LONDON, (Reuters) – Moody’s Investors Service on Monday said it had placed the government of Sri Lanka’s Caa1 rating under review for downgrade, citing the risk of default due to falling foreign exchange reserves.
The ratings agency said the decision, which applies to Sri Lanka’s foreign currency long-term issuer and senior unsecured debt ratings, reflected an increasingly fragile external liquidity position.
Investors and analysts are weighing the likelihood of Sri Lanka defaulting on its debt, with a fiscal deficit expected by Moody’s to average 8.5% over the next two years and interest payments likely to remain around 60-70% of government revenue over the next few years.
Central bank governor W. D. Lakshman this month expressed confidence in an improvement in Sri Lanka’s external situation and voiced confidence that it could avoid an International Monetary Fund bailout.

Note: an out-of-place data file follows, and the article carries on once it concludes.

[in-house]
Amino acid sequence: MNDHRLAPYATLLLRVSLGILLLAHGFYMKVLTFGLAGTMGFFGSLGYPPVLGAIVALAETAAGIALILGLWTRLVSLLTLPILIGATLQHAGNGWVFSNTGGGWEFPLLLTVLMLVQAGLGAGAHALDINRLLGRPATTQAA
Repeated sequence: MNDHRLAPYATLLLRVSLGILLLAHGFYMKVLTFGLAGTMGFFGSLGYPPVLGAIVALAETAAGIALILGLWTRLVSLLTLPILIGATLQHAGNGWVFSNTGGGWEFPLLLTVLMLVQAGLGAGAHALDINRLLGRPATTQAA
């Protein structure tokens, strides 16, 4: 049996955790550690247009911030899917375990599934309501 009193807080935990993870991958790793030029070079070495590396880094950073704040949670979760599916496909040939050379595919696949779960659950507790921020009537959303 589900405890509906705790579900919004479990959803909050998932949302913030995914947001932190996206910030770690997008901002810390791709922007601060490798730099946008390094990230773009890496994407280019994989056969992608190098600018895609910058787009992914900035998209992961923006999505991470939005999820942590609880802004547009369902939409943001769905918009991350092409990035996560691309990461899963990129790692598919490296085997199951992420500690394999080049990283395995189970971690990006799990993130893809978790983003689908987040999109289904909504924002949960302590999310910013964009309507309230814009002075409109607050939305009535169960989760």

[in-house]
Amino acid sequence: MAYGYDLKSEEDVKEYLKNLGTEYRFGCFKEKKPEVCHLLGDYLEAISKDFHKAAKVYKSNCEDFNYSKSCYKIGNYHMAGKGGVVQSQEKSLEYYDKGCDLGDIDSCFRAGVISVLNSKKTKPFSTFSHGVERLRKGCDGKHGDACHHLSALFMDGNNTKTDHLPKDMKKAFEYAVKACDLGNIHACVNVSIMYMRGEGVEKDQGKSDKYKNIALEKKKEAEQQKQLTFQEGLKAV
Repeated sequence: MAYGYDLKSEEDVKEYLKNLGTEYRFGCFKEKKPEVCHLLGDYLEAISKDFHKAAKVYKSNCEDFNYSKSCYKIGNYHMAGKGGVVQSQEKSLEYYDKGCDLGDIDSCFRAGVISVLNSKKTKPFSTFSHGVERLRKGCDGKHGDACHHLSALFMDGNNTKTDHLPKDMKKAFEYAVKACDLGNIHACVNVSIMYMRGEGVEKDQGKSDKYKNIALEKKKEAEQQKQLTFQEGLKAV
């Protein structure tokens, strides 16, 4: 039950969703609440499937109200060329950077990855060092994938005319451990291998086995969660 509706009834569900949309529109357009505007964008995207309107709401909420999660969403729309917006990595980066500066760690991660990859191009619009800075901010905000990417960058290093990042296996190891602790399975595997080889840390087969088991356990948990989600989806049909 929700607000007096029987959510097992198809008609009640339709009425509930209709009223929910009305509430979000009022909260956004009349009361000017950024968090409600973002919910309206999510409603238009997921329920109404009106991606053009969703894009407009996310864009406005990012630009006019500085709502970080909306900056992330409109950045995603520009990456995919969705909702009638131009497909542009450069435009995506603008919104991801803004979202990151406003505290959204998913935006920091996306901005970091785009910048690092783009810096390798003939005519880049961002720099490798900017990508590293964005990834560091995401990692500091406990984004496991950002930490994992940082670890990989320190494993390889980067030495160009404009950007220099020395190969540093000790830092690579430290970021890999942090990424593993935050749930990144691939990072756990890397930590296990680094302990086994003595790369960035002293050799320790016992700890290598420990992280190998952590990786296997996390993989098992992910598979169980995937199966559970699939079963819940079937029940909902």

Moody’s said its decision reflected governance weaknesses in the ability of institutions to take measures to mitigate urgent risks to the balance of payments.
Without an IMF programme, Sri Lanka would need to secure more loans from China or India to help maintain sufficient reserves to repay the $3.7 billion of bond payments by the end of 2023, Oxford Economics estimated last week.
Sri Lanka, whose vital tourism industry has been devastated by the coronavirus pandemic, could get $800 million worth of reserves from the IMF as a part of a new allocation of special drawing rights by August or September, Lakshman said earlier this month.
Moody’s said Sri Lanka’s financing options remained narrow, with borrowing costs in international markets still prohibitive.
“Absent large and sustained capital inflows through a credible external financing strategy, Moody’s expects Sri Lanka’s foreign exchange reserves to continue declining from already low levels, further eroding its ability to meet sizeable and recurring external debt servicing needs, and increasing balance of payment risks,” the ratings agency said.